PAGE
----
Is breast cancer treatable?
A: Yes, breast cancer is treatable.
Q: Do I
need to leave the Princeton area to get
A: No, Dr. Dultz is well educated and highly
qualified to provide the best possible care
for her breast cancer patients and their families.
She works with other specialists who are equally
well trained and qualified.
is breast cancer?
A: Breast cancer is a process that begins
when the cells of the breast undergo malignant
changes. The normal cell is damaged and
converts into a cell thatbegins to grow in an
uncontrolled growth pattern. If the cancer cells
continue to grow, they may spread to other sites in the body. This
is called metastasis.
causes breast cancer?
A: The causes of breast cancer are not known. There are factors
associated with an increased risk of developing breast cancer.
Being female is the highest risk factor. In addition, advancing
age, family history and environmental factors are thought to contribute
to the development of breast cancer.
Q: What are the symptoms
of breast cancer?
A: Most of the time there are no symptoms with breast cancer. It
usually is found in a mammogram or as a lump in the breast that
isn’t painful. However, ANY change in your breast should
be checked by your doctor. Other changes may include:
- Thickening in the breast,
- Redness, swelling, warmness or darkening
of the breast
- Pucker –A pucker is an indentation
in the skin. Ladies look in the mirror and raise your arms.
You may only see it when you lift your arm above
- Pulling or tightening in the breast
- Pain or tenderness not tied to your
- Nipple tenderness, discharge, or physical
changes to the nipple such as inversion
is a mammogram?
A: A mammogram is a low dose radiation x-ray that is used to look
inside of the breast. It is the best screening tool that is widely
available to detect breast cancer at its earliest, most treatable
stages. Mammograms can detect cancers even when they are too small
to be felt by you or your doctor.
should you get a screening mammogram?
A: The experts have shown that early detection is very important
to surviving breast cancer. Mammograms can detect cancers that
are very small. Breast cancer is one of the most common types of
cancer in women and it is also one of the most detectable cancers
because of screening mammograms. If a cancer is found on a mammogram
and treated early, the survival rate is excellent.
should get a mammogram?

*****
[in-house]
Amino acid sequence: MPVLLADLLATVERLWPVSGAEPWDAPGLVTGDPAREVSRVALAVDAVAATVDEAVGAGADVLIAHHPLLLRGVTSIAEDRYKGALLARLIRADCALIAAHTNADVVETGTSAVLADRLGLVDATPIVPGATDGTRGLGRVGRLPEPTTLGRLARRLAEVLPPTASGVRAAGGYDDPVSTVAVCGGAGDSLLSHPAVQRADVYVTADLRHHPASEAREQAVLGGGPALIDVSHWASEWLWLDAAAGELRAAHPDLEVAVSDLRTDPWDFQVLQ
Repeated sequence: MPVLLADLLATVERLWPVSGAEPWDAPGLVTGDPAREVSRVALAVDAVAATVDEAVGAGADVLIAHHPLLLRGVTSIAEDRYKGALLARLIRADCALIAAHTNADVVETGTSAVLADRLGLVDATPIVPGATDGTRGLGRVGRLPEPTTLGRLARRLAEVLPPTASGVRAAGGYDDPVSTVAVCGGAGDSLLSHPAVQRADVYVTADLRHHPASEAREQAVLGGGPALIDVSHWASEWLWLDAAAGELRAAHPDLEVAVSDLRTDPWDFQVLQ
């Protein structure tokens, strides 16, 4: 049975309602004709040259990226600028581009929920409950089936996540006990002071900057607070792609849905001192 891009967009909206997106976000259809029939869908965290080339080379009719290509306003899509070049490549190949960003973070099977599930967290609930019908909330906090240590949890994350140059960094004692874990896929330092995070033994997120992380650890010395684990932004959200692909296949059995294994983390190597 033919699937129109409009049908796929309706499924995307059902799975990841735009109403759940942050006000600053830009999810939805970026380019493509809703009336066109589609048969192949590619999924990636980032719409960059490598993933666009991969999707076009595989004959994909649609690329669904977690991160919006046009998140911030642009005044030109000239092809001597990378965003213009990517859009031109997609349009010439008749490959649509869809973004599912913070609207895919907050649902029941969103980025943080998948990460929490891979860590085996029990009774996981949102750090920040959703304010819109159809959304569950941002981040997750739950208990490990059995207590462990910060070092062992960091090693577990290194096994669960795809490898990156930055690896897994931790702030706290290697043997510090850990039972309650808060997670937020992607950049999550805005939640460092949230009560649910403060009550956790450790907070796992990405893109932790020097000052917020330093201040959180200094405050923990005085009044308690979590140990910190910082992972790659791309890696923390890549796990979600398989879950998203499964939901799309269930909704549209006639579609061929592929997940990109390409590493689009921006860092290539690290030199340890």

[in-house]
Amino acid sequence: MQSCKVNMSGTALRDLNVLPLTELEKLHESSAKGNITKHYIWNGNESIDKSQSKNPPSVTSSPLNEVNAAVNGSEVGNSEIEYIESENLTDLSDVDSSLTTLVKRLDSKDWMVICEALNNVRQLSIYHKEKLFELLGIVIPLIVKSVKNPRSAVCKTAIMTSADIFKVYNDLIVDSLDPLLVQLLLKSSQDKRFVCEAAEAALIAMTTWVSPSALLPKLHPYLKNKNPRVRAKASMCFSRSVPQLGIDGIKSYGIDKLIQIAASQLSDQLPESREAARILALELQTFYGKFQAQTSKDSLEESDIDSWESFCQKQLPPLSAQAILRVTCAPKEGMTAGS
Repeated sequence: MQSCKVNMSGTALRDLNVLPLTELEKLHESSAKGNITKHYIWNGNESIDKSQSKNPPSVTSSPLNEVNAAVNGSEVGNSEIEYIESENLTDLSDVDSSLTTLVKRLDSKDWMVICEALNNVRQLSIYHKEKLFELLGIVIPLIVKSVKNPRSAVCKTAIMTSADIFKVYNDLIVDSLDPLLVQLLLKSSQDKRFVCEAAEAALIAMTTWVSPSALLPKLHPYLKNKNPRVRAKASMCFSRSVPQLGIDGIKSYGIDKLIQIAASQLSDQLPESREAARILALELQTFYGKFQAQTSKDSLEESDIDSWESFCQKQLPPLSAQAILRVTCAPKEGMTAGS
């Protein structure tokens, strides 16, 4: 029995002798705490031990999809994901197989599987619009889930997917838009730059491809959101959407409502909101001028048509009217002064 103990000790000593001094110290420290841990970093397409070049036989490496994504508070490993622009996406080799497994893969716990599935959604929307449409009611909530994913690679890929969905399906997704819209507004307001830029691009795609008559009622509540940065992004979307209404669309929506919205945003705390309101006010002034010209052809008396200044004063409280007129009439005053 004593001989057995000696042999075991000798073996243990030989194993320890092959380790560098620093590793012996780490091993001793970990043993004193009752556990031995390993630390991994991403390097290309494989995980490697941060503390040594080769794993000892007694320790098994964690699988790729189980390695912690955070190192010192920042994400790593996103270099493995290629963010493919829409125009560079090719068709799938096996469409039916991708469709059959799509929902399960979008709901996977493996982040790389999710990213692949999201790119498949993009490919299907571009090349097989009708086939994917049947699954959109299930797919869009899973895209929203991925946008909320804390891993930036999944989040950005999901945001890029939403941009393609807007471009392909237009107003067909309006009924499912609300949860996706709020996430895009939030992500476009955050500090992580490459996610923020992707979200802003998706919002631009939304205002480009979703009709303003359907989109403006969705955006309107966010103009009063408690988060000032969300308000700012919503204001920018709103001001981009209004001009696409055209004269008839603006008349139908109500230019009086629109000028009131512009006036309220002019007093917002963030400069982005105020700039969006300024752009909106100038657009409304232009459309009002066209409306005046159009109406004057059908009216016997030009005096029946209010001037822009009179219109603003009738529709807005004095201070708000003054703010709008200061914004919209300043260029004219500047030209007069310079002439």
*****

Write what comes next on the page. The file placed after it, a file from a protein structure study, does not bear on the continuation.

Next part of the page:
A: Women 40 years of age and older should get yearly mammograms.
A woman under 40 with either a family history of breast cancer,
or other concerns about her risk, should inquire from her doctor
when to begin screening. Sometimes, these women begin screening
earlier than 40 years old.
are the recommendations for the early detection of breast
A: Women 40 or over should have a clinical breast exam yearly performed
by her doctor. In addition, a mammogram should be performed yearly.
Although there is some discussion about the importance of monthly
breast self examination, a woman should know what her breasts feel
like so she could detect any changes that may occur. She should
discuss this with her doctor. This is important because although
mammograms do detect most cancers, approximately 10% of cancers
are not seen with a regular mammogram.
Q: Do young
women get breast cancer?
A: Yes. Although
the majority of breast cancer occursin older
women, it can occur in young women too. Any
lump found at any age needs professional evaluation
by a doctor.
do I do if I find a Lump?
A: Go to your doctor. Any new lump needs to be evaluated regardless
of a woman’s age or history. This may begin with a thorough
history and physical exam and may necessitate a mammogram or a
sonogram. She may need a biopsy as well.
is a biopsy?
A: A biopsy is when a part of the tissue is taken for pathologic
evaluation. There are several different types of biopsies that
can be performed. Most can be done in the office with local anesthesia
while others may need to be done in the operating room.